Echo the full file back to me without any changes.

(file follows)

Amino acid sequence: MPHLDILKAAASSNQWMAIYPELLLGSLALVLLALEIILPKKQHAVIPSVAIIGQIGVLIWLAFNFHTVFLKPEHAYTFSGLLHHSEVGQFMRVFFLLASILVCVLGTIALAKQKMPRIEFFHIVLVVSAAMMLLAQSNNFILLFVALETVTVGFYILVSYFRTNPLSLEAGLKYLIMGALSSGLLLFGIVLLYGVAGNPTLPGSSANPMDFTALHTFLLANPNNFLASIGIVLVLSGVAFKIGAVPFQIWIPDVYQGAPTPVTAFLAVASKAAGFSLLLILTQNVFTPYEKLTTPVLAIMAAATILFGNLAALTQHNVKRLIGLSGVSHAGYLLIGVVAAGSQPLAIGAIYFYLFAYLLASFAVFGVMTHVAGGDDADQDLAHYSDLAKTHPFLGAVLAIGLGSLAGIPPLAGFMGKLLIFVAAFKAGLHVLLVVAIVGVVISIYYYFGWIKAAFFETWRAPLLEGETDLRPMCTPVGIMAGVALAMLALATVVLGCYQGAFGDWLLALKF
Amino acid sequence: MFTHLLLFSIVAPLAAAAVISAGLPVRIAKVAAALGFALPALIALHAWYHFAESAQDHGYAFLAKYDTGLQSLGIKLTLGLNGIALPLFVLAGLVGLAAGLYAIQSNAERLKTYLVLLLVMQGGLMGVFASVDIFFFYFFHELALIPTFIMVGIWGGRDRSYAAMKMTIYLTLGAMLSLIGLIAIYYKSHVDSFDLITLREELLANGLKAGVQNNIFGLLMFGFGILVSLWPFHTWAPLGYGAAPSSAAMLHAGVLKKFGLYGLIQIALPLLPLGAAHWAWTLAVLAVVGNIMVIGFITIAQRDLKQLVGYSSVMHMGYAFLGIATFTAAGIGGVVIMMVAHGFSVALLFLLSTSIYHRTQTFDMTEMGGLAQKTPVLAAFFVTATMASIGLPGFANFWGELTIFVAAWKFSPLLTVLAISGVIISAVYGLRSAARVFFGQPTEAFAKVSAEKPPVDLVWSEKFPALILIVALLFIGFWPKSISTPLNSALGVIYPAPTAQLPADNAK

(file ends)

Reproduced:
Amino acid sequence: MPHLDILKAAASSNQWMAIYPELLLGSLALVLLALEIILPKKQHAVIPSVAIIGQIGVLIWLAFNFHTVFLKPEHAYTFSGLLHHSEVGQFMRVFFLLASILVCVLGTIALAKQKMPRIEFFHIVLVVSAAMMLLAQSNNFILLFVALETVTVGFYILVSYFRTNPLSLEAGLKYLIMGALSSGLLLFGIVLLYGVAGNPTLPGSSANPMDFTALHTFLLANPNNFLASIGIVLVLSGVAFKIGAVPFQIWIPDVYQGAPTPVTAFLAVASKAAGFSLLLILTQNVFTPYEKLTTPVLAIMAAATILFGNLAALTQHNVKRLIGLSGVSHAGYLLIGVVAAGSQPLAIGAIYFYLFAYLLASFAVFGVMTHVAGGDDADQDLAHYSDLAKTHPFLGAVLAIGLGSLAGIPPLAGFMGKLLIFVAAFKAGLHVLLVVAIVGVVISIYYYFGWIKAAFFETWRAPLLEGETDLRPMCTPVGIMAGVALAMLALATVVLGCYQGAFGDWLLALKF
Amino acid sequence: MFTHLLLFSIVAPLAAAAVISAGLPVRIAKVAAALGFALPALIALHAWYHFAESAQDHGYAFLAKYDTGLQSLGIKLTLGLNGIALPLFVLAGLVGLAAGLYAIQSNAERLKTYLVLLLVMQGGLMGVFASVDIFFFYFFHELALIPTFIMVGIWGGRDRSYAAMKMTIYLTLGAMLSLIGLIAIYYKSHVDSFDLITLREELLANGLKAGVQNNIFGLLMFGFGILVSLWPFHTWAPLGYGAAPSSAAMLHAGVLKKFGLYGLIQIALPLLPLGAAHWAWTLAVLAVVGNIMVIGFITIAQRDLKQLVGYSSVMHMGYAFLGIATFTAAGIGGVVIMMVAHGFSVALLFLLSTSIYHRTQTFDMTEMGGLAQKTPVLAAFFVTATMASIGLPGFANFWGELTIFVAAWKFSPLLTVLAISGVIISAVYGLRSAARVFFGQPTEAFAKVSAEKPPVDLVWSEKFPALILIVALLFIGFWPKSISTPLNSALGVIYPAPTAQLPADNAK